Reports on seasonal variations in total energy expenditure are available in several sources [1,3,5,6,9,22-24,39].


In agricultural societies where there is one main crop a year, food is freely available after the harvest, but with storage losses and use there may be little left in the growing season prior to the next harvest. Such communities tend to eat large amounts after the harvest even though their work output is low at this time [18, 39] . Prompt eating of the food in store maximizes the amount available, as there are inevitable storage losses [7]. Where climatic conditions or irrigation permits more than one crop a year, there is less need for seasonal variation in food intake as there is much less long-term storage of food. In Papua New Guinea and the South Pacific, where root crops are staples and seasonal variations in the climate or workload are not great, food intake is relatively constant [29].

In Bangladesh, where there are two rice crops each year, the variations in food intake are much less. Studies based on household intakes showed no difference in caloric intake between the peak period after the first (aus) harvest (1,744 kcal per day) and the lean period before the second (amen) harvest (1,749 kcal per day) [20]. After the amen, the daily intake rose to 1,975 kcal and then fell to 1,806 kcal before the next aus harvest.

Fewer data are available on the food intakes of pastoralists. Corkill [13,14] gave details of the diets of pastoralists in the Sudan in different seasons. His data were for families and calculated back to individuals. In the early dry period (December) the daily intake was recorded as 4,872 kcal; in the hot, dry season (July) it was 4,926 kcal; and in the rainy season (September) it was 3,733 kcal. Dietary intakes for pastoralists are also given by Benefice et al. [3] .


Seasonal weight changes are the rule among adults in the rural areas of developing countries. In most agricultural groups, body weight is maximal shortly after the end of the harvest, while the minimum is 2 to 5 kg less during pre. harvest cultivation. Among pastoralists, weight is lowest during the hot, dry season when the milk supply from animals is lowest and activity is high [38].

Body weight and body composition are indicators of nutritional status, but, more important, are related to physical work capacity. Several studies showed that work capacity is related to fat-free body mass, which is closely related to body muscle mass [15,17,34,35]. Spurr et al. [36] also showed that maximal oxygen consumption was related to lean body mass and productivity. However, Immink et al. [26] found no relationship between mid-arm muscle circumference and productivity in sugar-cane cutters.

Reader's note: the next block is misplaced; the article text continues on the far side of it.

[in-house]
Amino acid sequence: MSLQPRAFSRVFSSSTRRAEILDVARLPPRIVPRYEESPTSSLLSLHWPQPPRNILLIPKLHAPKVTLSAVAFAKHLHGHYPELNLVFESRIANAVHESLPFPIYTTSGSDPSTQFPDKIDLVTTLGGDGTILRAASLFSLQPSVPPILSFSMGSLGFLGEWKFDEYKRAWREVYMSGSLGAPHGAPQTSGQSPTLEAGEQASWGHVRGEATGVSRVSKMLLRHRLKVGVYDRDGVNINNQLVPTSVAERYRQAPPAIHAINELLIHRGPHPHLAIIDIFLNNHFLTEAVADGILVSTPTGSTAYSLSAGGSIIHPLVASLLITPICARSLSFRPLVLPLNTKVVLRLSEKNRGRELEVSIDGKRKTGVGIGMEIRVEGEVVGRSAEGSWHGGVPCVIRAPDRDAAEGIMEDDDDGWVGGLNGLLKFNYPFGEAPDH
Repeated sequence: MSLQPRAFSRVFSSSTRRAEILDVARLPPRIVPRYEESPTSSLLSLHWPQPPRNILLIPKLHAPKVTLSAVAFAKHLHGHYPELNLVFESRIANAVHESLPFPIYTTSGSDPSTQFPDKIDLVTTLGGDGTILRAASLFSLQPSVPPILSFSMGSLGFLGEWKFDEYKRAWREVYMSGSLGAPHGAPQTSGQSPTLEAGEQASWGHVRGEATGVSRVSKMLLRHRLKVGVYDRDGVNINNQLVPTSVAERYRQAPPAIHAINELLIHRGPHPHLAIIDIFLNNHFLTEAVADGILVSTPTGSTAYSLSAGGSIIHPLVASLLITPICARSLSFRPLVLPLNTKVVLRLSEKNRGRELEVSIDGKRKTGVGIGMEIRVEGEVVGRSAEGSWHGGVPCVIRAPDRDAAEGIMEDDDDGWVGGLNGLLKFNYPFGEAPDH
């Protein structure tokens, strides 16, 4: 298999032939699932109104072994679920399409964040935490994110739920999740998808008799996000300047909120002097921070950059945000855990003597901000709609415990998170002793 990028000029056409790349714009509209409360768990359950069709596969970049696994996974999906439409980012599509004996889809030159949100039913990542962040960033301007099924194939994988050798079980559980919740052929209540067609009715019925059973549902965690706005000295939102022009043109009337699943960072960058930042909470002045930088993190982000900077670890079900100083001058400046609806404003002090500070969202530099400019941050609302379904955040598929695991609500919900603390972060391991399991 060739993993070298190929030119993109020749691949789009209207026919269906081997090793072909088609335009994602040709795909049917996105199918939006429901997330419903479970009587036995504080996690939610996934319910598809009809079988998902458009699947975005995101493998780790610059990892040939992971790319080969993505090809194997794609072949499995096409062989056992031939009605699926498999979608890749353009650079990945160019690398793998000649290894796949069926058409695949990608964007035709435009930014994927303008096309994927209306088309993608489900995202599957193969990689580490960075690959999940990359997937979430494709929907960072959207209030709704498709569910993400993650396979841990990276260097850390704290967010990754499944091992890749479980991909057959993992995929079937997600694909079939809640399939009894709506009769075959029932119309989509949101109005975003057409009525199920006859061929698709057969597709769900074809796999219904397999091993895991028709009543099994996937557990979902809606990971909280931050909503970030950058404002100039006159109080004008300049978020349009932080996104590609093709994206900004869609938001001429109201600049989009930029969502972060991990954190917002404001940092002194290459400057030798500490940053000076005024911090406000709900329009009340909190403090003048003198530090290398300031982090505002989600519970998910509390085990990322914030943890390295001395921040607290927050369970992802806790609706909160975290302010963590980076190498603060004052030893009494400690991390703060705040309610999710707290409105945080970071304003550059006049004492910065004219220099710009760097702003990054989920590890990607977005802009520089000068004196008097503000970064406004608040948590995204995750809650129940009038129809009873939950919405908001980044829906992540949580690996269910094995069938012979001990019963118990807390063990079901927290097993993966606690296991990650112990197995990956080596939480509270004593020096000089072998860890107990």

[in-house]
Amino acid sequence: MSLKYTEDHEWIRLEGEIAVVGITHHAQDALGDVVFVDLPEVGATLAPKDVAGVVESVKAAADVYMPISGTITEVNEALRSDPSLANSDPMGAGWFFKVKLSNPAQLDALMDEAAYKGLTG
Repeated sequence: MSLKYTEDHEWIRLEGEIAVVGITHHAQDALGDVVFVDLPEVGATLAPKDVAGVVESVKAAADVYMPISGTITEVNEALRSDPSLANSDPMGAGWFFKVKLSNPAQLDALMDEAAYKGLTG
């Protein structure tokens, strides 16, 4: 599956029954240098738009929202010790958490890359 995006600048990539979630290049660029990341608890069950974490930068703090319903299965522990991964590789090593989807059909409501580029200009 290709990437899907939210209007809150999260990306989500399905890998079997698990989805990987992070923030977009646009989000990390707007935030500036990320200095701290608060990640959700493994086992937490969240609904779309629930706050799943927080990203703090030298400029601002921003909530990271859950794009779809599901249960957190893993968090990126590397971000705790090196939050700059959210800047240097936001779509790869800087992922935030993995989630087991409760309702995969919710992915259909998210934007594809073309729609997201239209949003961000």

The data from an Indian village in Andhra Pradesh [4] are not given quantitatively, but the authors indicate that only a small and non-significant decrease in body weight and other anthropometric indicators occurred during the rainy season. The number of days worked was higher at this time and food intake did not vary throughout the year.


Seasonal variations in adult nutrition have not been widely reported, although the importance of season on the health and growth of children is well known [30,31] . The communities reported here are not a random sample of rural groups in developing countries, but are widely separated geographically and culturally. Most groups, particularly those who had a single staple crop a year with little opportunity for other work, showed significant seasonal variations in body weight and other anthropometric measurements. The range and timing of the weight changes are similar in men and women. In the Papua New Guinea study, the authors [29] commented that there were no seasonal changes but that these communities ate largely root crops that were harvested throughout much of the year. In the Andhra Pradesh study [4] the seasonal changes were not statistically significant. This Indian study shows the levelling effects of a complex and sophisticated interaction between a single major crop and a system of wage payments, credits, and price-support schemes.